|EUGENE T. FOUST,||No. 06-5059
(D.C. No. 89-CV-611-TCK)
In his Rule 60(b)(4) motion, Foust sought relief from the district court's Order of March 26, 1993, dismissing his habeas petition due to his failure to exhaust claims in the Oklahoma state courts. Foust asserts that the district court's failure to address his ineffective assistance of counsel claim was a "plain usurpation of judicial authority" and "null and void in toto ab initio," thus warranting relief under Rule 60(b)(4).
In Spitznas v. Boone, No. 05-6236, 2006 WL 2789868 (10th Cir. Sept. 29, 2006), we clarified this court's treatment of Rule 60(b) motions in the habeas context pursuant to the Supreme Court's decision in Gonzalez v. Crosby, 545 U.S. 524 (2005). We held that a "true" 60(b) motion either "(1) challenges only a procedural ruling of the habeas court which precluded a merits determination of the habeas application . . . or (2) challenges a defect in the integrity of the federal habeas proceeding, provided that such a challenge does not itself lead inextricably to a merits-based attack on the disposition of a prior habeas petition." Spitznas, 2006 WL 2789868, at *1. If the district court correctly treats a petitioner's motion as a Rule 60(b) motion and denies it, we then require the petitioner to obtain a COA before proceeding with her appeal. Id. at *3. In cases of "mixed" 60(b) motions containing both true Rule 60(b) allegations and second or successive habeas claims, the district court "should (1) address the merits of the true Rule 60(b) allegations as it would the allegations in any other Rule 60(b) motion, and (2) forward the second or successive claims to this court for authorization." Id. at *2.
In this case, Foust asserts a number of grounds for relief. His first that the district court "committed a 'plain usurpation of judicial authority' when it issued its Order of March [26, 1993] dismissing the petition for writ of habeas corpus without giving the petitioner a 'full and fair opportunity' to present his claims" falls under the first category of true Rule 60(b) motions because it challenges only a procedural ruling of the district court that precluded a merits determination. The district court properly permitted this portion of the Petitioner's motion to proceed under Rule 60(b)(4), and then denied the motion. Following the procedures set forth in Spitznas, we now determine whether to issue Foust a COA to proceed with his appeal of this denial. Spitznas, 2006 WL 2789868, at *3.
A COA may issue "only if the applicant has made a substantial showing of the denial of a constitutional right." 28 U.S.C. § 2253(c)(2). For claims arising from a procedural ruling of the district court, a COA may issue only if "the prisoner shows, at least, that jurists of reason would find it debatable whether the petitioner states a valid claim of the denial of a constitutional right and that jurists of reason would find it debatable whether the district court was correct in its procedural ruling." Slack v. McDaniel, 529 U.S. 473, 484 (2000). Here, the district court properly denied the Rule 60(b)(4) motion seeking relief from the March 26, 1993 order. Rule 60(b)(4) provides relief from a judgment on the ground that "the judgment is void." Fed. R. Civ. P. 60(b)(4). A judgment is void "only if the court which rendered it lacked jurisdiction of the subject matter, or of the parties, or acted in a manner inconsistent with due process of law," and not merely because it is erroneous. In re Four Seasons Sec. Laws Litig., 502 F.2d 834, 842 (10th Cir. 1974).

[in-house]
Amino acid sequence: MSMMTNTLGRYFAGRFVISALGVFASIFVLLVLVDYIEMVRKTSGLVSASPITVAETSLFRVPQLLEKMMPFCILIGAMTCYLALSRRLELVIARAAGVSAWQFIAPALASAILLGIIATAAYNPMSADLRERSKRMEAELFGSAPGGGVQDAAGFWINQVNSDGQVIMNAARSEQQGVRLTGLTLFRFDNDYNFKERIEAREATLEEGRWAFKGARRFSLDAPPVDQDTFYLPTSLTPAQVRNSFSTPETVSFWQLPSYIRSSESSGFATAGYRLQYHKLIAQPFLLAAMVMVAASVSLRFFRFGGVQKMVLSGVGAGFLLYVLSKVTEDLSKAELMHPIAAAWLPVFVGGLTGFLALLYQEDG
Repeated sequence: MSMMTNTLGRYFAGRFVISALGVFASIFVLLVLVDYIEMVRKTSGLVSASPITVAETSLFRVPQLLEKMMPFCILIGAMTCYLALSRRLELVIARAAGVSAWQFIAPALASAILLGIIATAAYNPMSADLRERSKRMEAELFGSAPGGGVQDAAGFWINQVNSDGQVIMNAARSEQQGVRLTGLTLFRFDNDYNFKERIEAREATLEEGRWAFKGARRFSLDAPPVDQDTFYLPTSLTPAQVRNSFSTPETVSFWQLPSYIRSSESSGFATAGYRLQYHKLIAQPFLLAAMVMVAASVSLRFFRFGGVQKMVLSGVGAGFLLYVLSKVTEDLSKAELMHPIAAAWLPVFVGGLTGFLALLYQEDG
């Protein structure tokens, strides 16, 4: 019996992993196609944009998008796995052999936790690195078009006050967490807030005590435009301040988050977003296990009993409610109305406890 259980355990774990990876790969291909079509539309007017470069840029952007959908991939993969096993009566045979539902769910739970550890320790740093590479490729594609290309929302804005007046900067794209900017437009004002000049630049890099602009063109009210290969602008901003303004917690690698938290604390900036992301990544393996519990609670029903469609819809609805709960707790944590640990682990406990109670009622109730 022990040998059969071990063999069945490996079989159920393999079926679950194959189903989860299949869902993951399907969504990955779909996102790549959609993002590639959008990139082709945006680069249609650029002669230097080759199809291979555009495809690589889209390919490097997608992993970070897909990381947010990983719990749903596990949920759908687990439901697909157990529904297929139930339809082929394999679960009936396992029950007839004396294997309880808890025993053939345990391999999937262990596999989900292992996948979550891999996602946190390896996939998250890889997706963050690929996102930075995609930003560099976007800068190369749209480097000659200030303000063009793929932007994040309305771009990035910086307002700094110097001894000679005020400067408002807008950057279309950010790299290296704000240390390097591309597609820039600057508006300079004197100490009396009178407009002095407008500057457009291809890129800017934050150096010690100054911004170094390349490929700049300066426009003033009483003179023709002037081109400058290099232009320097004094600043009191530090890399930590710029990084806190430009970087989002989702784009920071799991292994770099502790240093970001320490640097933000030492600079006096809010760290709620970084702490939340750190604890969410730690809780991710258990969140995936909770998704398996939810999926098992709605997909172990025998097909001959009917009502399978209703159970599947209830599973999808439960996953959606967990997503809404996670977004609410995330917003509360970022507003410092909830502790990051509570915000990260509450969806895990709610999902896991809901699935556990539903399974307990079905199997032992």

The district court's Order of March 26, 1993 is neither void nor erroneous. Because the petitioner had not previously presented his claims to the Oklahoma Court of Criminal Appeals, the district court was required to dismiss the petition for failure to exhaust state remedies. Accordingly, jurists of reason would not debate the correctness of the district court's denial of the petitioner's Rule 60(b)(4) motion, and we thus decline to issue a COA for this claim.
The remainder of Foust's motion challenges the state courts' jurisdiction, argues ineffective assistance of counsel during direct appeal, and asserts actual innocence of crimes for which he was convicted. Because these grounds attack the underlying state conviction and not a procedural ruling or defect of the district court, they constitute successive habeas claims and cannot proceed under Rule 60(b). We instead construe this portion of Foust's appeal as an application to file a successive habeas application under 28 U.S.C. § 2254 as to these claims. See Spitznas, 2006 WL 2789868, at *4.
In order to receive authorization to file a successive habeas petition, an applicant must make a prima facie showing that he satisfies the criteria in § 2244(b)(2). When the applicant does not rely on a new rule of constitutional law made retroactive to cases on collateral review by the Supreme Court, he must show that:
(i) the factual predicate for the claim could not have been discovered previously through the exercise of due diligence; and
(ii) the facts underlying the claim, if proven and viewed in light of the evidence as a whole, would be sufficient to establish by clear and convincing evidence that, but for constitutional error, no reasonable factfinder would have found the applicant guilty of the underlying offense.
28 U.S.C. § 2244(b)(2)(B).
A one-year period of limitation applies to successive habeas applications, running from the date on which the factual predicate of the claims could have been discovered through the exercise of due diligence. 28 U.S.C. § 2244(d)(1)(D). Foust presents no factual predicate discovered within one year of his filing for any of his remaining claims. Therefore, the implied application to file a successive § 2254 habeas application is DENIED, the request for a COA to appeal the denial of the 60(b) motion is DENIED, and the appeal is DISMISSED.
ENTERED FOR THE COURT
Carlos F. Lucero